Mathew Brady’s Photographs of Union Generals
March 30, 2012 through May 2015
Although Mathew Brady may be best known for his photographic documentation of the Civil War, Brady’s New York and Washington galleries also did a brisk business throughout the conflict by producing studio portraits of the ever-changing roster of Union Army generals. Featuring modern albumen prints made from the original Brady negatives in the National Portrait Gallery’s Frederick Hill Meserve Collection, this installation will include portraits of many of the North’s military leaders, from George McClellan and Ambrose Burnside to William Tecumseh Sherman and Ulysses Grant.
Bound for Freedom’s Light: African Americans and the Civil War
Feb. 1, 2013 through March 2, 2014
Drawing principally from images in the National Portrait Gallery’s collection, this exhibition will explore the roles that individual African Americans played during the Civil War and will focus attention on the impact of President Abraham Lincoln’s Emancipation Proclamation. Among the featured stories will be those of Frederick Douglass, Martin Delaney, Sojourner Truth and Gordon, who escaped from enslavement on a Louisiana plantation to join a black regiment and fight for the Union. NPG curator: curator of photographs Ann Shumard.
Washington During the Civil War
Dec. 13, 2013, through Jan. 25, 2015
This exhibition will include approximately forty photographic reproductions showing Civil War activities around the Patent Office Building, now home to the National Portrait Gallery, as well as other recognizable locations in and around the District of Columbia. A display of the forts which surrounded and protected the District, as well as large scale views and maps of the city will also be shown.
Grant and Lee
March 14, 2014 through April 19, 2015
The Civil War rivalry between generals Ulysses S. Grant and Robert E. Lee is one of the most memorable in American military history. Lee was a polished and seemingly invincible Confederate commander until he encountered Grant, a rough-hewn upstart, in the Virginia campaigns of 1864 and 1865. Ultimately, the Union would prevail, in part through the adoption of a total war philosophy of destroying armies and resources. This exhibition will consider the personal lives and professional rivalries of Grant and Lee through paintings, photographs, documents, and associative objects.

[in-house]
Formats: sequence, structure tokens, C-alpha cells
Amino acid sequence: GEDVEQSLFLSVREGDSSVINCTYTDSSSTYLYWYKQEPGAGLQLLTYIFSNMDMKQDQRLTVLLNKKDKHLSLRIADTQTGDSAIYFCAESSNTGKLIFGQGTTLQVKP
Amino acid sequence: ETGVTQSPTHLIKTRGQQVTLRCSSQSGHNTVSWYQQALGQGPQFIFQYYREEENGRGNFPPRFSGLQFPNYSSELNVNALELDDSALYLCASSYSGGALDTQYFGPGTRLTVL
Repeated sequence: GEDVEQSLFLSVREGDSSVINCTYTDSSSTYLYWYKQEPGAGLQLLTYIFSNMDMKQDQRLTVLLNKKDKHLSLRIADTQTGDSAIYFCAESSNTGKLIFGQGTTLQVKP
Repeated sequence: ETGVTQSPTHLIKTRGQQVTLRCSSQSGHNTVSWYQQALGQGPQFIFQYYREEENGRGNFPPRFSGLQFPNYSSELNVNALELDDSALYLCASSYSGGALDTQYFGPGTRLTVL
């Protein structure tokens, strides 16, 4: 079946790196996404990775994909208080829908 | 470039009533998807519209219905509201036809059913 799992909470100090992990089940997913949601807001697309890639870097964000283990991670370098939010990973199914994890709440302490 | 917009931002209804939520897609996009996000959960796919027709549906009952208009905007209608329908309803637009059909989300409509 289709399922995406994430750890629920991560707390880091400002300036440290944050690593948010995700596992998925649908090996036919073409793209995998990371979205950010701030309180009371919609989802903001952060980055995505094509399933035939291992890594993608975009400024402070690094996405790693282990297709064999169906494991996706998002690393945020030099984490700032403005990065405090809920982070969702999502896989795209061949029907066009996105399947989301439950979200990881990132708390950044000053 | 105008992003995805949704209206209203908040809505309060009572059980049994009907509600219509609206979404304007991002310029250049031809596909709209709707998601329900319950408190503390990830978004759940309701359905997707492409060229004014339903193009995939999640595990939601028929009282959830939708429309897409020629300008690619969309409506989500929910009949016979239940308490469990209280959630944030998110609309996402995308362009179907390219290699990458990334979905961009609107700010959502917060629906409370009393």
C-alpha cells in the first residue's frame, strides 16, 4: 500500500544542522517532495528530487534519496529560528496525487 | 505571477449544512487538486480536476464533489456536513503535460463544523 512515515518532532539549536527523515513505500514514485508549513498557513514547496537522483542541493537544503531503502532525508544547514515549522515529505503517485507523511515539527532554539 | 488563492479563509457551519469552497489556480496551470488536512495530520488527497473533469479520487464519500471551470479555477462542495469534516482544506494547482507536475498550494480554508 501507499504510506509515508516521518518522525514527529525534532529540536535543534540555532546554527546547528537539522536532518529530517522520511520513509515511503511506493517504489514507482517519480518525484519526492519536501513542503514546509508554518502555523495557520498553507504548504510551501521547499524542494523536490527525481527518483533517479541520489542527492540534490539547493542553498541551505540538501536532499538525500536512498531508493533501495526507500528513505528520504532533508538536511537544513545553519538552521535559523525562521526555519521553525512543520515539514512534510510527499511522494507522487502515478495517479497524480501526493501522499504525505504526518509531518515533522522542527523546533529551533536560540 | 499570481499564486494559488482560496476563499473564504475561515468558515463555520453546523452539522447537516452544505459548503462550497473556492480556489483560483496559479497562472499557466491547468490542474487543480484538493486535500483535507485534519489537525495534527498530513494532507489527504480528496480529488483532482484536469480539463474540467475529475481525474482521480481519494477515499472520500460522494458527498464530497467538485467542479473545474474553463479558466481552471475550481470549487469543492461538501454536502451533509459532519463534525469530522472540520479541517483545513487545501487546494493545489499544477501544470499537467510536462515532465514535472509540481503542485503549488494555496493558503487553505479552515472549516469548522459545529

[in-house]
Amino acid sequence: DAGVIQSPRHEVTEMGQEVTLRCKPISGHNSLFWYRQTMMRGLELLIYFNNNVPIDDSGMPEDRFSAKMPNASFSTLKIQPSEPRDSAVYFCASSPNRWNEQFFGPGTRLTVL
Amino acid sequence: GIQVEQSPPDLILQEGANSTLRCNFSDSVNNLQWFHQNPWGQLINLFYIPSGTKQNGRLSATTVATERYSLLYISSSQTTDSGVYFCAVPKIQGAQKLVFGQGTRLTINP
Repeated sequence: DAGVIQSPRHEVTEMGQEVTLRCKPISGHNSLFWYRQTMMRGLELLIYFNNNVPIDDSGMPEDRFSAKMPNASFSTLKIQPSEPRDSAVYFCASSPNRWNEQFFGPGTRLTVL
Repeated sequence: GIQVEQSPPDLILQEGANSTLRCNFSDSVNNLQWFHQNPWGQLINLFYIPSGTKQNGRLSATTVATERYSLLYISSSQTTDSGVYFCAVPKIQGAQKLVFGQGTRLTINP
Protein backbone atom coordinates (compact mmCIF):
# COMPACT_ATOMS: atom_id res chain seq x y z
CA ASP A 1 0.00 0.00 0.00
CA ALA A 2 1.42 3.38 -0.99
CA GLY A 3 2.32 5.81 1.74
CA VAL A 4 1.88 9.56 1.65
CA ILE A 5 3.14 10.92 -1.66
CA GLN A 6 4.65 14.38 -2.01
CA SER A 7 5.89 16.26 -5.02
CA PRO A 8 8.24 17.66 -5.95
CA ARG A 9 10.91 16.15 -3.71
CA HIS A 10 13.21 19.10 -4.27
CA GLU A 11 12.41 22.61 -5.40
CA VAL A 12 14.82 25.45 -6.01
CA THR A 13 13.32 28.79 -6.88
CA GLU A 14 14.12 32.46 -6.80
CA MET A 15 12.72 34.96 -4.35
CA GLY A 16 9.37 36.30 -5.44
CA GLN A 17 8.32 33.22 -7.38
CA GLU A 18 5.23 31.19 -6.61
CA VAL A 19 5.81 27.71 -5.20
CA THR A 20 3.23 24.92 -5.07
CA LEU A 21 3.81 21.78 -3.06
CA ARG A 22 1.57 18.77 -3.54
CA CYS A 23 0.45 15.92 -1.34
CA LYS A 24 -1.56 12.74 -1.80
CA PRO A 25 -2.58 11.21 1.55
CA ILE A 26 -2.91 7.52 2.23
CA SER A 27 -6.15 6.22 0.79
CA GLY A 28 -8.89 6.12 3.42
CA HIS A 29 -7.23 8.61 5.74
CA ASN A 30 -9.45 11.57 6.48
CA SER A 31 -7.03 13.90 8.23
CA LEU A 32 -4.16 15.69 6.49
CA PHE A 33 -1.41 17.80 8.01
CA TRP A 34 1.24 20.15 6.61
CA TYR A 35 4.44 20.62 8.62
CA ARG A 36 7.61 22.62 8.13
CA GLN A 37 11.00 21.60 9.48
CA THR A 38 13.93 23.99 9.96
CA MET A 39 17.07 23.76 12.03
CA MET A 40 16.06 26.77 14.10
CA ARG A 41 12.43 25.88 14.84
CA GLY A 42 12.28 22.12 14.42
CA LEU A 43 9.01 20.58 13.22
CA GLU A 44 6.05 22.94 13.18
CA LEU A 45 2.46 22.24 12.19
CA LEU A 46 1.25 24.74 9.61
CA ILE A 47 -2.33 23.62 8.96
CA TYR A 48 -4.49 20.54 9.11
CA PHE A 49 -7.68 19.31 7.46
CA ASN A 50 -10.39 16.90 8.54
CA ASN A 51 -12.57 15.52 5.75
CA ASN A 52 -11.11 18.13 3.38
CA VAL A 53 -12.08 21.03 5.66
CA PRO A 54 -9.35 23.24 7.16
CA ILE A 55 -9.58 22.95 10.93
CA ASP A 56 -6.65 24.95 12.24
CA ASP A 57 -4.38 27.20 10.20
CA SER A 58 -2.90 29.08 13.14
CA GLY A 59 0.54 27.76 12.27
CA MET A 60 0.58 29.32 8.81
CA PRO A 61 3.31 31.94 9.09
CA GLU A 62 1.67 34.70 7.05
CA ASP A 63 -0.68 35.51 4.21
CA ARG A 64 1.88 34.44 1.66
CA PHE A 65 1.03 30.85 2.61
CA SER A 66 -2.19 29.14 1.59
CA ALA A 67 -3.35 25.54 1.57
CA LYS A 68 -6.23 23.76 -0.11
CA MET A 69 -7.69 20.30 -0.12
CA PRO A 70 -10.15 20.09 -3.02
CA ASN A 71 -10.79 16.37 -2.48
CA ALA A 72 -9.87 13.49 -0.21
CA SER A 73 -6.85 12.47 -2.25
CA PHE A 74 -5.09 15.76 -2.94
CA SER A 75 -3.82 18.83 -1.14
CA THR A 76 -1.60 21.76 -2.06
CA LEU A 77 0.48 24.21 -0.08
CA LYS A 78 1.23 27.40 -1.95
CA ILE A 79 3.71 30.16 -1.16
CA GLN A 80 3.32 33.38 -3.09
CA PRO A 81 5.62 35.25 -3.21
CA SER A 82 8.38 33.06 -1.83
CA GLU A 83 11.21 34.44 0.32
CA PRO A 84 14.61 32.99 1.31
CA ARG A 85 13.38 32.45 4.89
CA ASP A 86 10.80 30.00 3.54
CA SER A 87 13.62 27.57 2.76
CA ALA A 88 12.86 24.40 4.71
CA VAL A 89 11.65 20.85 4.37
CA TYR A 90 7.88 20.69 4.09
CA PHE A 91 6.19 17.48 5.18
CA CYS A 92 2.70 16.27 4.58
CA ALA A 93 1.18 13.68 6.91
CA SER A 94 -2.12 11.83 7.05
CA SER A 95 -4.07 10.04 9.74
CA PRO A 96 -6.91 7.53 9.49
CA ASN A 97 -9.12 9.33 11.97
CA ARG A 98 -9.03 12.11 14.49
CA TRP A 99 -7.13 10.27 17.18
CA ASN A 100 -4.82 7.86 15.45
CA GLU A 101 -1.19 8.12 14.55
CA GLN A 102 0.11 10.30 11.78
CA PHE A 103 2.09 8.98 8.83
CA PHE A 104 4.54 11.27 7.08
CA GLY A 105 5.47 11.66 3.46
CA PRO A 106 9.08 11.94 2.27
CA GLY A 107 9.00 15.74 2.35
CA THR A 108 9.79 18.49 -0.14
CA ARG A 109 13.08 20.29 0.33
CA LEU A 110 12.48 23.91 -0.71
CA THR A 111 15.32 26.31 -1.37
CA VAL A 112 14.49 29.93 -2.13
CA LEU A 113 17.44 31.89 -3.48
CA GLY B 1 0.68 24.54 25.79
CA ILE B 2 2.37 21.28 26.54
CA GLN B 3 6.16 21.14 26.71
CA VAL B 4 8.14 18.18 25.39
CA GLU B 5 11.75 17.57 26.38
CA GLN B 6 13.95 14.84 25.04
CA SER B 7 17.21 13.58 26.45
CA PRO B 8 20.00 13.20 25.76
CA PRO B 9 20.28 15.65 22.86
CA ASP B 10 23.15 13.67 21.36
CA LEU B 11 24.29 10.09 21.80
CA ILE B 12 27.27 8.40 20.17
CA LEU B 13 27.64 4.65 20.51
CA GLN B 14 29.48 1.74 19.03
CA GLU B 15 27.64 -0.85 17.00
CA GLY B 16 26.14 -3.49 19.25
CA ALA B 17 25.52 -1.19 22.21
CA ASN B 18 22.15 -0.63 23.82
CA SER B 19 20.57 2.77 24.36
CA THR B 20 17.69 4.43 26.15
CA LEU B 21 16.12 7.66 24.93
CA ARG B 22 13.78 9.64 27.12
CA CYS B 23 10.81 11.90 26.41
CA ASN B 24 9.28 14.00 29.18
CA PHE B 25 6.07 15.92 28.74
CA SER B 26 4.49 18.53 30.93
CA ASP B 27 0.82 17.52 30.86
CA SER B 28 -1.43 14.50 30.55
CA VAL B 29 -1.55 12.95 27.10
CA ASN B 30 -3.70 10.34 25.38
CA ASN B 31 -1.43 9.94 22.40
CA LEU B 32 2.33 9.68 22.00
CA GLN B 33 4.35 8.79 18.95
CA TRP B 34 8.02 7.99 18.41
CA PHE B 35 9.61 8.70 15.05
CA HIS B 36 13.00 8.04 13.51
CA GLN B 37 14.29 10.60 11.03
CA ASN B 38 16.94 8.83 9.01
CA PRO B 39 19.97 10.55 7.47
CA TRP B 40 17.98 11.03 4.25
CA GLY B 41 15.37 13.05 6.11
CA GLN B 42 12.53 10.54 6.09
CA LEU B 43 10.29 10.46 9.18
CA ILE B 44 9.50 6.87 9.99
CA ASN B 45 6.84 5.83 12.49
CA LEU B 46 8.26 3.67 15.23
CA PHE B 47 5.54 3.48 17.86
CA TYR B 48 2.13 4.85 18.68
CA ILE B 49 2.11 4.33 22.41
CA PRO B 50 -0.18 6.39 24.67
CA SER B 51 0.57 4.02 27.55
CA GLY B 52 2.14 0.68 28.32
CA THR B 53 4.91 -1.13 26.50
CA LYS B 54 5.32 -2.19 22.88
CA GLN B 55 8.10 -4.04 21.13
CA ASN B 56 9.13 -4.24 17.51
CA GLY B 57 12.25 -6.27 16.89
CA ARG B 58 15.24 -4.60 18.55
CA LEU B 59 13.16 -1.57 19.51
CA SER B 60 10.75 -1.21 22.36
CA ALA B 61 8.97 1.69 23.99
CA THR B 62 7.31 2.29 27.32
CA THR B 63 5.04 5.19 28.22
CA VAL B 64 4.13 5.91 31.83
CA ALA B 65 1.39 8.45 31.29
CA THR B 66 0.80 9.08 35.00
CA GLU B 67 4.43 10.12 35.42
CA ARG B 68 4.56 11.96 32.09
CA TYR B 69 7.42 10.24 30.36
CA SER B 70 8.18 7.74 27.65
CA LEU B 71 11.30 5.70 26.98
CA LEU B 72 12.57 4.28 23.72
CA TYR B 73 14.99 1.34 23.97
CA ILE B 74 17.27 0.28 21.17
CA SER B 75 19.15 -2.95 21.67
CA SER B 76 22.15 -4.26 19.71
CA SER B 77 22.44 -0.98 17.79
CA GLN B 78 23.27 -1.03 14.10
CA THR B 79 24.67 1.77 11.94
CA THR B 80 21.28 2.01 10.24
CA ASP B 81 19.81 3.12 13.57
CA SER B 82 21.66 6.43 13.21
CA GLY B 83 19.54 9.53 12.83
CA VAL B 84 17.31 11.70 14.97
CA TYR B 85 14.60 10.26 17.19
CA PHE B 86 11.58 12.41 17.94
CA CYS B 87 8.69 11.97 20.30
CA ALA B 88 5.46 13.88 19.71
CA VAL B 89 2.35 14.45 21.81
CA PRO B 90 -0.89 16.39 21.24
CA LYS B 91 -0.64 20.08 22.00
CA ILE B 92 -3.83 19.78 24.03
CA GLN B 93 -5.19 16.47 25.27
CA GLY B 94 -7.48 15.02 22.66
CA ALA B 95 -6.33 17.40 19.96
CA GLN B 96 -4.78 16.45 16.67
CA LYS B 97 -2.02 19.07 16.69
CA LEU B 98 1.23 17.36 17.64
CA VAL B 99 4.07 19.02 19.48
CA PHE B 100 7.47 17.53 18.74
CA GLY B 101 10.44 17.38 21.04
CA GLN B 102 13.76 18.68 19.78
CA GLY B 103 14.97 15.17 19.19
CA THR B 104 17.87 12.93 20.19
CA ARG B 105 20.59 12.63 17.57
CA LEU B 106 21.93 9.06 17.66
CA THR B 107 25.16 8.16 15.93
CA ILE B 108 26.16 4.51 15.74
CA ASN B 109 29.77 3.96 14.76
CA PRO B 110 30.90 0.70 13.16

Oct. 31, 2014, through May 3, 2015
Feb. 5, 2015, marks the 150th anniversary of Alexander Gardner’s “cracked-plate” portrait of
President Abraham Lincoln. Arguably the most iconic likeness of the 16th president today, it was
created by a man whose life and photographic career remain relatively undocumented and
underappreciated. This oversight is notable, as Gardner (1821–1882) was perhaps the most progressive
photographer of the Civil War era. He was influential not only in advancing photographic portraiture
beyond traditional compositional conventions, but also in realizing photography’s power as a
documentary tool. In his mind, photographs were more than static likenesses but were active images
capable of conveying narrative and recording history. The author of the first American photographic
book, a leading contributor of photographic views to the illustrated press and a dedicated abolitionist,
Gardner was a pioneer in his field.
American Origins, 1600-1900
A “conversation about America” is on view in a series of 17 galleries and alcoves chronologically
arranged to take the visitor from the days of contact between Native Americans and European
explorers through the struggles of independence to the Gilded Age. Major figures from Pocahontas to
Chief Joseph, Alexander Hamilton to Henry Clay, and Nathaniel Hawthorne to Harriet Beecher Stowe
are among those included.
Three of the galleries are devoted exclusively to the Civil War, examining this conflict in depth. A
group of modern photographic prints produced from Mathew Brady’s original negatives complements
the exhibition. Highlights from the Gallery’s remarkable collection of daguerreotypes, the earliest
practical form of photography, are on view in “American Origins,” making the National Portrait
Gallery the first major museum to create a permanent exhibition space for daguerreotype portraits.